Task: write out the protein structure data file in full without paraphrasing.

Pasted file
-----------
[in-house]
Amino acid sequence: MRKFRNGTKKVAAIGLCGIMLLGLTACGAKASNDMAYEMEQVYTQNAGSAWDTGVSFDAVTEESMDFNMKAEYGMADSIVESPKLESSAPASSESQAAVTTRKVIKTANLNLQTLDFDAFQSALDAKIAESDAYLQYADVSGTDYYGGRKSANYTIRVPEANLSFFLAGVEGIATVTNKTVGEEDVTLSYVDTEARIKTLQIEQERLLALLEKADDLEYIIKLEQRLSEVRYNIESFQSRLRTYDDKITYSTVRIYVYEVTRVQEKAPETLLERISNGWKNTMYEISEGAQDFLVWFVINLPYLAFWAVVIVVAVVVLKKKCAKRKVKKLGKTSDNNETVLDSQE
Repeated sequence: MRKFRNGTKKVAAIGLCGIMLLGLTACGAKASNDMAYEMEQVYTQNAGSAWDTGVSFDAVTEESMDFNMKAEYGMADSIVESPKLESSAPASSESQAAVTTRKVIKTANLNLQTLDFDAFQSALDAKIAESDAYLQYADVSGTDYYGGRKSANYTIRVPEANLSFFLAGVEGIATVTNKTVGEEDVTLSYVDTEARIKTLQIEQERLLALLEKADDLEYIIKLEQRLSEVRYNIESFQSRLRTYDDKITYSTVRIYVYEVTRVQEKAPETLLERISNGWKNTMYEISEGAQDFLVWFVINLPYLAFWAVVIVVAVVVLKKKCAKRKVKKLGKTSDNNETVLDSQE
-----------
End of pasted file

[in-house]
Amino acid sequence: MRKFRNGTKKVAAIGLCGIMLLGLTACGAKASNDMAYEMEQVYTQNAGSAWDTGVSFDAVTEESMDFNMKAEYGMADSIVESPKLESSAPASSESQAAVTTRKVIKTANLNLQTLDFDAFQSALDAKIAESDAYLQYADVSGTDYYGGRKSANYTIRVPEANLSFFLAGVEGIATVTNKTVGEEDVTLSYVDTEARIKTLQIEQERLLALLEKADDLEYIIKLEQRLSEVRYNIESFQSRLRTYDDKITYSTVRIYVYEVTRVQEKAPETLLERISNGWKNTMYEISEGAQDFLVWFVINLPYLAFWAVVIVVAVVVLKKKCAKRKVKKLGKTSDNNETVLDSQE
Repeated sequence: MRKFRNGTKKVAAIGLCGIMLLGLTACGAKASNDMAYEMEQVYTQNAGSAWDTGVSFDAVTEESMDFNMKAEYGMADSIVESPKLESSAPASSESQAAVTTRKVIKTANLNLQTLDFDAFQSALDAKIAESDAYLQYADVSGTDYYGGRKSANYTIRVPEANLSFFLAGVEGIATVTNKTVGEEDVTLSYVDTEARIKTLQIEQERLLALLEKADDLEYIIKLEQRLSEVRYNIESFQSRLRTYDDKITYSTVRIYVYEVTRVQEKAPETLLERISNGWKNTMYEISEGAQDFLVWFVINLPYLAFWAVVIVVAVVVLKKKCAKRKVKKLGKTSDNNETVLDSQE